The angst leads to waves and degrees of discomfort and unrest internally… Literally they feel not at ease.
Not knowing how to treat this at “the source”, many teens wind up treating the symptoms. This can be done through self-medication, distraction, blame, over-thinking.
Here’s the good news: The *treatment* for this angst is not to treat this like a psychological disorder or mental illness… because it is not!
Instead, of treating this angst as a problem, I approach it as an opportunity to help them go on a Journey Of Discovery. . . An opportunity to help teens at this critical stage of awakening to discover for themselves the answer to the age old question: Who am I?
But isn’t figuring out who we are a lifelong journey of discovery?
To some extent, yes. The search for identity, for self-knowing, is as ancient as the first humans who developed the capacity to recognize themselves as separate from others. As we evolve, so does the learning and realizations about life.
But by age 16, most people have had enough life experience to begin identifying the distinctions that define their Foundational Core Self™.
What is their Foundational Core Self™?
Foundational Core Self™ is the positive center inside each one of us that is constant, unmoving and unwavering: It is known by the values we know are “right” for us… the topics and aspects of life that appeal to our curiosities… the kinds of people who appeal to us at our best… the things we are naturally, positively and consistently drawn to …
By 16, a teen knows well enough who are the kinds of people they feel at-ease with and more readily comfortable “being themselves” with, and they know the kinds of people they never feel this way with…
They know the kinds of values that feel right to them, and the ones that when they compromise them, make them feel awful inside.
They know the kinds of topics and subjects that ignite curiosity and degrees of wonder in them, and the ones that turn them off inside.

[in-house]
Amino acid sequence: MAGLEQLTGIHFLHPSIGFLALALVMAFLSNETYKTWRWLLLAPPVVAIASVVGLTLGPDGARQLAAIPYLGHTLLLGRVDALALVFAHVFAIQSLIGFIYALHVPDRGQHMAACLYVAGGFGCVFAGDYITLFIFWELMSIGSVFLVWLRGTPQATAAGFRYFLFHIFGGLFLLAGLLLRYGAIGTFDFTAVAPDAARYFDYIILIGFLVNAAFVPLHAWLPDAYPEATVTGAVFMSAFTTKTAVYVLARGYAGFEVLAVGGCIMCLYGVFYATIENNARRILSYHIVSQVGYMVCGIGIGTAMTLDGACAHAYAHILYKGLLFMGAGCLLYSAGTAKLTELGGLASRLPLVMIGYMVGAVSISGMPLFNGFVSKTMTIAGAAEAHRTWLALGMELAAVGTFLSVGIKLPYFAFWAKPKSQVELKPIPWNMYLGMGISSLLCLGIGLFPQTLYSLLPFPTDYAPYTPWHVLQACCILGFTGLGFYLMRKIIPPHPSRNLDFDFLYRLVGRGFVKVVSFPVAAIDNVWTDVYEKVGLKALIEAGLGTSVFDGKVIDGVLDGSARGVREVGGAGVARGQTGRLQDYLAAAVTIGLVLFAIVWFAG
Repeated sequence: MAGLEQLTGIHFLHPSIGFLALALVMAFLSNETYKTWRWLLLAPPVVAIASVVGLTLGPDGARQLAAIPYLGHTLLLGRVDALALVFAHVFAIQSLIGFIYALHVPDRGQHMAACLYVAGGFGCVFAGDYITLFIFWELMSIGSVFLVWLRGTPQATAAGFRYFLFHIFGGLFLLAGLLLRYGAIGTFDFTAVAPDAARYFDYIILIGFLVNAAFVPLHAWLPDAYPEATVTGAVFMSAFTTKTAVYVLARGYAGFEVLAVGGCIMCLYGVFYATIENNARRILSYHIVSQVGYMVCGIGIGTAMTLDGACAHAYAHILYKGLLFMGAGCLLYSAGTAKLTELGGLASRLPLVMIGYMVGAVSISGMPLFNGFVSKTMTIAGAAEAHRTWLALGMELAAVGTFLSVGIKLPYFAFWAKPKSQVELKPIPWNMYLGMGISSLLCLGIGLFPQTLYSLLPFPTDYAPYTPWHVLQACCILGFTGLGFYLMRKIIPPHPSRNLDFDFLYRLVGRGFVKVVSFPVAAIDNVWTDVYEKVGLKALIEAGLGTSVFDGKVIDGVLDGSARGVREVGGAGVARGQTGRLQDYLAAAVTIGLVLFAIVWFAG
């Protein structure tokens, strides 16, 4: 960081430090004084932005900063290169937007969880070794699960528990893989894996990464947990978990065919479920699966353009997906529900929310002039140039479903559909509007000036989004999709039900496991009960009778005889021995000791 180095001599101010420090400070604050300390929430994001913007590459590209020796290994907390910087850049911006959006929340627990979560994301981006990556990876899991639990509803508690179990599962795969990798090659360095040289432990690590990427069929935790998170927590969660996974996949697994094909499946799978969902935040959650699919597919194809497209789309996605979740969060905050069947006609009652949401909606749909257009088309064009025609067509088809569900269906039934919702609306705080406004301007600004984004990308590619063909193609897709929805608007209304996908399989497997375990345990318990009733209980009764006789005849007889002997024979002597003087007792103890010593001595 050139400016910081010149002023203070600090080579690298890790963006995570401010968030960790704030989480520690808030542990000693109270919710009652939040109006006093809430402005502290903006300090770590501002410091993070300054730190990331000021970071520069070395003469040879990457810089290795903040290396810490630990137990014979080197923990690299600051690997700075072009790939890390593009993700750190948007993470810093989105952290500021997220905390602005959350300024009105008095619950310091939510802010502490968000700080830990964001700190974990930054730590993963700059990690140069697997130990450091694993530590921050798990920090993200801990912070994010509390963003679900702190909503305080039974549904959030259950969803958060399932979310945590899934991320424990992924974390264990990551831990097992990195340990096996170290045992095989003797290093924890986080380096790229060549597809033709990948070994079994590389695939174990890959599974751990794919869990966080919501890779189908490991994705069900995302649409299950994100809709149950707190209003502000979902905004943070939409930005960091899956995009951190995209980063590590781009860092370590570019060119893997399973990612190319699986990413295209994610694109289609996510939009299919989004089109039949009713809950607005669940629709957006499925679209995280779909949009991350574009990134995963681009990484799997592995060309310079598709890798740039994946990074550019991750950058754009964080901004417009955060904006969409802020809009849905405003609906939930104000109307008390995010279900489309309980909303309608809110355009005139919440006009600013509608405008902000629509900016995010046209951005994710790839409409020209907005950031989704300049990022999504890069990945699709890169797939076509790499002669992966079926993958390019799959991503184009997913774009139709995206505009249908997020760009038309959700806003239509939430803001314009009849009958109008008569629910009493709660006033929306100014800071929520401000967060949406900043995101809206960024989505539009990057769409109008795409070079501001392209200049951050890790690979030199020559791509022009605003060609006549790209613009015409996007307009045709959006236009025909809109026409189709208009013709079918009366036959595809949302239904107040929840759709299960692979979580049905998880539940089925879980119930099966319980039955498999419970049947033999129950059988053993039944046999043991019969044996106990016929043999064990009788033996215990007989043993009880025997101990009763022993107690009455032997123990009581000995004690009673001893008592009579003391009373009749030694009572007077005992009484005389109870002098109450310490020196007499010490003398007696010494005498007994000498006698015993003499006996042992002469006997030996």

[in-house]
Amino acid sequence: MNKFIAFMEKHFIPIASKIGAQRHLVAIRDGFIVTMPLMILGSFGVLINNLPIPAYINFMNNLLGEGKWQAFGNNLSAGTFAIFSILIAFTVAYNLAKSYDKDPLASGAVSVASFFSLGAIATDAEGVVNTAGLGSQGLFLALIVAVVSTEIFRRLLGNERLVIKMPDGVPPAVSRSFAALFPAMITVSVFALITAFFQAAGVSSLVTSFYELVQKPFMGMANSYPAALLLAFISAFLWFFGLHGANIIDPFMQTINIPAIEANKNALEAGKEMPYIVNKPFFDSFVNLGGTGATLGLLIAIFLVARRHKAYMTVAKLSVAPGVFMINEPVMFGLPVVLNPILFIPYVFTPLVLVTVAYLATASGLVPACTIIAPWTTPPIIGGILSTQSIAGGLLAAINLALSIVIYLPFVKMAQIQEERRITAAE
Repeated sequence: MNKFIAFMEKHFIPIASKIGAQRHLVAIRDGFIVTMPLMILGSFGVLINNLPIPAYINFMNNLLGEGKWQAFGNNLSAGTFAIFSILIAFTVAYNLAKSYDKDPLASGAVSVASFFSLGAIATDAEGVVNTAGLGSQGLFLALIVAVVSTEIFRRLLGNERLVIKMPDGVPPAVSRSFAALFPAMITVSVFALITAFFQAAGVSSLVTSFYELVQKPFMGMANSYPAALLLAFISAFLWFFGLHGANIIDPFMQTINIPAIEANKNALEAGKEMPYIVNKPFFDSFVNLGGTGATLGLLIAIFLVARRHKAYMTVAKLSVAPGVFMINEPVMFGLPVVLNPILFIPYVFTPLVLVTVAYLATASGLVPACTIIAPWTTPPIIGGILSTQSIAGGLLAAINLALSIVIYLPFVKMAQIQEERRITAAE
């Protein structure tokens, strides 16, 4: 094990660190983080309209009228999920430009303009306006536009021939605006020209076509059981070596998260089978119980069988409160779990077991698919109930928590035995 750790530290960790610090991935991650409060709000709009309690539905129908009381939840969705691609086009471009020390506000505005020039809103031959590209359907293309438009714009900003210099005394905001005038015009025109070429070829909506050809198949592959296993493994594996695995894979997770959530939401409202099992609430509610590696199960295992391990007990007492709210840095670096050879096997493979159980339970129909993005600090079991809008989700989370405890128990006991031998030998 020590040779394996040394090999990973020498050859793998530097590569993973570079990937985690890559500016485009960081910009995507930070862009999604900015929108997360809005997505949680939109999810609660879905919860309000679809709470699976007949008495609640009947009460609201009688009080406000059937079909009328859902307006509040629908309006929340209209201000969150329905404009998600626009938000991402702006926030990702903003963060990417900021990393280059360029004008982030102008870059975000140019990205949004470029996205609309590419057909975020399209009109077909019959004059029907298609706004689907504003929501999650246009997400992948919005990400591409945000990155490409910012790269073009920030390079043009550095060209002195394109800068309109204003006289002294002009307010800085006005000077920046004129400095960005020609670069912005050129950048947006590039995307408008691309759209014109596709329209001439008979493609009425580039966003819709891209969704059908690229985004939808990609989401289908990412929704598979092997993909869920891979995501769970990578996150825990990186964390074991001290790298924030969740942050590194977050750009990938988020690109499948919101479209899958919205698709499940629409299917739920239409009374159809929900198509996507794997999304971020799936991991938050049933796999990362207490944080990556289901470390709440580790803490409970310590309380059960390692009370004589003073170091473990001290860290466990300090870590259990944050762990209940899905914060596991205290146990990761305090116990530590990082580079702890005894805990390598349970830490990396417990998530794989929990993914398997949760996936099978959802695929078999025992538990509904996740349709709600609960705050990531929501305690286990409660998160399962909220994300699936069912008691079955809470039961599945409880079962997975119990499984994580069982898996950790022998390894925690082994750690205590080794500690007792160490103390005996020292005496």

They know the general things there are naturally “good” at, and the things they aren’t.
Through the process of Evolution Mentoring, I help teens to discover, uncover and realize these truths that reveal their Foundational Core Self.
When they do, the sense of relief they experience is almost immediate and virtually palpable.
Suddenly, and often for the first time, they have a very clear sense of “who they are” and what kind of person they want to be…
They get clarity about Life Direction – meaning what kind of person they want to be and what kind of career paths a person like them would find satisfaction in pursuing.
While the specifics become clearer over time, having this Foundational Core Self piece in place, gives them confidence, hope, motivation and a positive sense of life. . . Rather than the future being something to be afraid of, the future now becomes an adventure to go out and Really Live.
To learn more about how your teen can receive all the benefits that come from resolving the angst and finding their Foundational Core Self™, contact me.
Coming Soon: Part 2 – The Journey Forward Begins:
Now that they have the foundations of who they are, they must now learn to live a life that stays true and authentic to themselves. This is not always easy, and is especially not so for anyone who is never going to be satisfied with the conventional norms and conventional successes our culture readily supports.
To stay true to this journey, they will likely need to get rid of some old friends and seek new ones… may have to change majors or dig in and start doing the work to make up for grades that slipped… may need to look into colleges that before they would never have even considered… and more…